The documentation includes a statement on the institution’s strategy for the provision of learning resources, along with a summary of the main statistical indicators (annual expenditure on library materials, size of library stock, opening hours, and service points, number of workstations available to students and description of the institution’s IT strategy; also staff numbers and qualifications).
Regarding student welfare, the University will expect to be provided with information on the institution’s overall strategy for student support and guidance, including induction arrangements, academic and remedial support, pastoral support and careers guidance. The University and Northern Ireland institutions must meet the expectations of the Special Educational Needs and Disability (Northern Ireland) Order 2005 (SENDO). Partner institutions are expected to anticipate needs and provide support to relevant students in accordance with the Order.
The institution is expected to have an appropriate counselling and guidance service, which has a formal place within the organisational structure. The service should have a clearly defined function which is separate from the teaching role. The University expects evidence of a professional standard of service, through such indicators as the qualifications held by staff, experience, arrangements for in-service training and development and adherence to a nationally or internationally recognised code of practice.
Quality Enhancement co-ordinates the review of the Institutional Document. Appropriate sections are considered by the central University departments which have the relevant specialist expertise. The aide-memoire is used to assist in this process. Departments may engage in discussions with the proposed partner for the purposes of clarification. Reports are made on standards in these areas and on progress on any issues. A summary report on feedback, which forms a draft agenda, and any necessary accompanying notes for the formal visit to the institution are prepared.
Recognition Visit and Approval
The University appoints a recognition panel to visit the institution in order to discuss in detail institutional level matters with senior management. The panel is chaired by the Pro-Vice-Chancellor (Education) and includes two other senior members of staff.
Formal visits to a proposed partner for initial institutional recognition and for course evaluation may be combined in a single event, but the event will have two parts with separate agendas. In such cases, conditions of institutional approval must be met before any proposed courses are permitted to admit students.
Quality Enhancement makes arrangements for the panel meeting in consultation with the institution, circulates the relevant paperwork to the panel and institution in advance of the meeting, provides administrative support for the visit and services the meeting.
The panel receives an agenda, the Institutional Document and aide-memoire, a summary of the Initial Strategic Assessment, and summary report on feedback and issues arising from the internal consultation process. A typical agenda and programme for the visit is given at Appendix 13 of the Partnership Handbook. This agenda is forwarded to the institution one month in advance of the visit. The institution makes the necessary domestic arrangements.
While the main focus of the visit is on the issues identified from the internal review of the Institutional Document, it is also an opportunity to include discussions of strategic interest such as the future plans for the development of the partnership, University priorities and to advise the institution formally of the scale of fees that will apply in the following academic year.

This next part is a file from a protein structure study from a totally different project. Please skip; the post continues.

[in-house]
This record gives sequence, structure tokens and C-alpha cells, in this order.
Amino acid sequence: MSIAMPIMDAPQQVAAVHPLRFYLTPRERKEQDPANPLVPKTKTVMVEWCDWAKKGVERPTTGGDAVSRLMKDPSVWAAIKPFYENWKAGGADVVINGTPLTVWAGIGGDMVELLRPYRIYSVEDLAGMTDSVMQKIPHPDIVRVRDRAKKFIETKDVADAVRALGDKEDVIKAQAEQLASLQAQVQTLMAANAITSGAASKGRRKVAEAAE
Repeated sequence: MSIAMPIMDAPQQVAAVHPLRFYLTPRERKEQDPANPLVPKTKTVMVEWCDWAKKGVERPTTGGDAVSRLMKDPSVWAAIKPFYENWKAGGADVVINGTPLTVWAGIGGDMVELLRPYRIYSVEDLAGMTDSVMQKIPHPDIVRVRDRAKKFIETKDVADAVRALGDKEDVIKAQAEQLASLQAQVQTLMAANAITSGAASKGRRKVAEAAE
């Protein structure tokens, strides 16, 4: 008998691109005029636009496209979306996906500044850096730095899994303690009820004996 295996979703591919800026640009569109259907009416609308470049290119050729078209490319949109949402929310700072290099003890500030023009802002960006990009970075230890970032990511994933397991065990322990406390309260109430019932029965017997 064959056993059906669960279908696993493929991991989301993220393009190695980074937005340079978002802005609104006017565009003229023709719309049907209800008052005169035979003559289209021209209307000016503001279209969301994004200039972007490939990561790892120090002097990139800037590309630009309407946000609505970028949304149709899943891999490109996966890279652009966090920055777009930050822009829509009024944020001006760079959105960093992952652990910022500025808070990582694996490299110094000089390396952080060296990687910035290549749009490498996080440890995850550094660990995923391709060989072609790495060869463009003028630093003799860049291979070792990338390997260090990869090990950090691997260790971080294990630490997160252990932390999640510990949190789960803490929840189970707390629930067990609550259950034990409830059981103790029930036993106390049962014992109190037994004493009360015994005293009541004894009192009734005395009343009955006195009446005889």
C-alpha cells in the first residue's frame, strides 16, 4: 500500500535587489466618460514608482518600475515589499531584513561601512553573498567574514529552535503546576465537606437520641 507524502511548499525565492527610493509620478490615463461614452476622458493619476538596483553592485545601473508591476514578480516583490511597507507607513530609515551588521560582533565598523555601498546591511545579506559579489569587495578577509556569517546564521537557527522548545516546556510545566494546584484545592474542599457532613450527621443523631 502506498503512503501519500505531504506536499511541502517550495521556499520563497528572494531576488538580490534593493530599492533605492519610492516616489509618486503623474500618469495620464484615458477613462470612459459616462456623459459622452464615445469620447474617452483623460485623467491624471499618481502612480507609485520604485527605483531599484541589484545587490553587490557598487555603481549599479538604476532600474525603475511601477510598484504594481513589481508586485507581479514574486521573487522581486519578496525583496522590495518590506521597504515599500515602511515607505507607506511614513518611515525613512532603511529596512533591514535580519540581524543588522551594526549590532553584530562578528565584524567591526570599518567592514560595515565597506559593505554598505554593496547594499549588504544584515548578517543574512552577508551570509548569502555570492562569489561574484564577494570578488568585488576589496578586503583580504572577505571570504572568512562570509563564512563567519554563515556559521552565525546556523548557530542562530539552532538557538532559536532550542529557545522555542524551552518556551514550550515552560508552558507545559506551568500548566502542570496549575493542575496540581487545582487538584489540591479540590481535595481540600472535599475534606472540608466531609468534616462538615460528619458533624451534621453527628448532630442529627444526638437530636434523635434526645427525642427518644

After the visit, a report is prepared and circulated to the panel members for comment and subsequently signed off by the chair of the panel. The report identifies any conditions or recommendations associated with the approval, or clearly identifies the reason(s) why approval is not being recommended, and is submitted to the Academic Standards and Quality Enhancement Committee (ASQEC) for consideration. If accepted, ASQEC forwards a recommendation to the Senate for final approval.
For institutions wishing to offer franchised programmes of the University the institutional approval process consists of two stages:
Stage 1 reviews the arrangements which the Faculty has put in place to manage effectively and monitor the provision in order to secure the quality of the Ulster student experience and the standards of the University award. Consideration is also given to the adequacy of Faculty and University systems to support the effective administration of the provision at the proposed partner. The Approval Panel meets with senior Faculty and School Management, course and module staff and members of Faculty administration and Student Administration. The Approval Panel identifies any conditions which the Faculty is required to meet in advance of confirmation of institutional approval and the timescale for the completion and verification of such actions. The outcomes of the Faculty meeting informs the agenda for the later visit to the proposed partner.
Stage 2 involves a visit by a University Approval Panel to the partner institution. The Panel meets with the senior management of the organisation and with other staff groups as determined following the conclusion of Stage 1. The focus is on the institution’s commitment and capacity to provide and maintain an appropriate learning environment for Ulster students. The Approval Panel decides any conditions which have to be met by the partner before institutional approval can be finalised and the timescale for the completion and verification of such actions.
An agenda detailing the Approval Panel questions is provided in advance of each stage.
A report summarising the outcomes of both approval stages is provided to ASQEC which makes a recommendation to Senate regarding approval of the partner and whether Affiliate College status should be granted.
Once the recommendation is approved by Senate and any conditions in the report have been addressed to the satisfaction of the chair of the recognition panel, Senate reports to Council the approval of the institution. All Faculties are advised of the new recognised institution and are able to develop course proposals for evaluation.
On conclusion of the recognition process, a Memorandum of Recognition is signed by the Vice-Chancellor and the head of the partner institution. It is subject to renewal every five years. For an Affiliate College an additional Contract for Services Agreement is drawn up setting out the respective responsibilities of each partner and the services to be provided by each. The Contract will differ between partners and will provide the basis for the financial agreement with the Affiliate College.